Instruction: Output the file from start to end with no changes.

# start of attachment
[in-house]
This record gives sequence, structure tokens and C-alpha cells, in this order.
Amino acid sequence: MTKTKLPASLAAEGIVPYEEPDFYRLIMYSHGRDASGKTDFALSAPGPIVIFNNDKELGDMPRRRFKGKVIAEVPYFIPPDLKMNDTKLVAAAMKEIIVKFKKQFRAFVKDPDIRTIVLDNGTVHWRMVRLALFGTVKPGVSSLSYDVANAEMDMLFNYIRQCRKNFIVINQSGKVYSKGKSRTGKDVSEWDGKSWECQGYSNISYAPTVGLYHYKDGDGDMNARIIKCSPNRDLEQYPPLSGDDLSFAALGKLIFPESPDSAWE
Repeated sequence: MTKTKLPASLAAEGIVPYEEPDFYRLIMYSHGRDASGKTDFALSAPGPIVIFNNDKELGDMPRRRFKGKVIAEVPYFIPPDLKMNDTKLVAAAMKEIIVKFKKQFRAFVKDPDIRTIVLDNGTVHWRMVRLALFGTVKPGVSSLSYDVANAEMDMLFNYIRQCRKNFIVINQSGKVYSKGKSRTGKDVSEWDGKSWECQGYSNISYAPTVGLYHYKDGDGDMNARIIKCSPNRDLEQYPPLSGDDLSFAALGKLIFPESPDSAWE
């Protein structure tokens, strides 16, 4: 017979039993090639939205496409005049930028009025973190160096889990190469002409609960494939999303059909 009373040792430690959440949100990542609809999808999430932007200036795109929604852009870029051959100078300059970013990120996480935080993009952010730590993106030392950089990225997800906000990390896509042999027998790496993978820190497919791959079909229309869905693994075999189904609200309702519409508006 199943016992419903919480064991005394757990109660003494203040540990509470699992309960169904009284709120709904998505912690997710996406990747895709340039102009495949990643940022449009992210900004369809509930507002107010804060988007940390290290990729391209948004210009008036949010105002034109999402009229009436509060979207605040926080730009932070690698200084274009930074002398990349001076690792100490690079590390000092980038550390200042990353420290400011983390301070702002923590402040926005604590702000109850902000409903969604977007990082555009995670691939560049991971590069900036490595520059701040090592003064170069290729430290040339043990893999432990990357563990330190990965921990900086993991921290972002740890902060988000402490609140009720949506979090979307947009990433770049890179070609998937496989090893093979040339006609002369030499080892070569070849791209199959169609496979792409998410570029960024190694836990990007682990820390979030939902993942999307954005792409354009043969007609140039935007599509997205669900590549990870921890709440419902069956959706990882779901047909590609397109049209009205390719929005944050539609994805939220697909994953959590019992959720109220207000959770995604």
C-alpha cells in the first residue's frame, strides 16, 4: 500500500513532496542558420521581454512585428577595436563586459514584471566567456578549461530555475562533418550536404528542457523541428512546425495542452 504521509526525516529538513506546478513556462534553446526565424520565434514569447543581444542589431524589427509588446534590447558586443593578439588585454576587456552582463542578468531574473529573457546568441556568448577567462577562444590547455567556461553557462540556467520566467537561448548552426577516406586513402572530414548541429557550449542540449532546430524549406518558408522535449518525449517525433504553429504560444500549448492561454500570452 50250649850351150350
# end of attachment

[in-house]
This record gives sequence, structure tokens and C-alpha cells, in this order.
Amino acid sequence: MTKTKLPASLAAEGIVPYEEPDFYRLIMYSHGRDASGKTDFALSAPGPIVIFNNDKELGDMPRRRFKGKVIAEVPYFIPPDLKMNDTKLVAAAMKEIIVKFKKQFRAFVKDPDIRTIVLDNGTVHWRMVRLALFGTVKPGVSSLSYDVANAEMDMLFNYIRQCRKNFIVINQSGKVYSKGKSRTGKDVSEWDGKSWECQGYSNISYAPTVGLYHYKDGDGDMNARIIKCSPNRDLEQYPPLSGDDLSFAALGKLIFPESPDSAWE
Repeated sequence: MTKTKLPASLAAEGIVPYEEPDFYRLIMYSHGRDASGKTDFALSAPGPIVIFNNDKELGDMPRRRFKGKVIAEVPYFIPPDLKMNDTKLVAAAMKEIIVKFKKQFRAFVKDPDIRTIVLDNGTVHWRMVRLALFGTVKPGVSSLSYDVANAEMDMLFNYIRQCRKNFIVINQSGKVYSKGKSRTGKDVSEWDGKSWECQGYSNISYAPTVGLYHYKDGDGDMNARIIKCSPNRDLEQYPPLSGDDLSFAALGKLIFPESPDSAWE
């Protein structure tokens, strides 16, 4: 017979039993090639939205496409005049930028009025973190160096889990190469002409609960494939999303059909 009373040792430690959440949100990542609809999808999430932007200036795109929604852009870029051959100078300059970013990120996480935080993009952010730590993106030392950089990225997800906000990390896509042999027998790496993978820190497919791959079909229309869905693994075999189904609200309702519409508006 199943016992419903919480064991005394757990109660003494203040540990509470699992309960169904009284709120709904998505912690997710996406990747895709340039102009495949990643940022449009992210900004369809509930507002107010804060988007940390290290990729391209948004210009008036949010105002034109999402009229009436509060979207605040926080730009932070690698200084274009930074002398990349001076690792100490690079590390000092980038550390200042990353420290400011983390301070702002923590402040926005604590702000109850902000409903969604977007990082555009995670691939560049991971590069900036490595520059701040090592003064170069290729430290040339043990893999432990990357563990330190990965921990900086993991921290972002740890902060988000402490609140009720949506979090979307947009990433770049890179070609998937496989090893093979040339006609002369030499080892070569070849791209199959169609496979792409998410570029960024190694836990990007682990820390979030939902993942999307954005792409354009043969007609140039935007599509997205669900590549990870921890709440419902069956959706990882779901047909590609397109049209009205390719929005944050539609994805939220697909994953959590019992959720109220207000959770995604």
C-alpha cells in the first residue's frame, strides 16, 4: 500500500513532496542558420521581454512585428577595436563586459514584471566567456578549461530555475562533418550536404528542457523541428512546425495542452 504521509526525516529538513506546478513556462534553446526565424520565434514569447543581444542589431524589427509588446534590447558586443593578439588585454576587456552582463542578468531574473529573457546568441556568448577567462577562444590547455567556461553557462540556467520566467537561448548552426577516406586513402572530414548541429557550449542540449532546430524549406518558408522535449518525449517525433504553429504560444500549448492561454500570452 50250649850351150350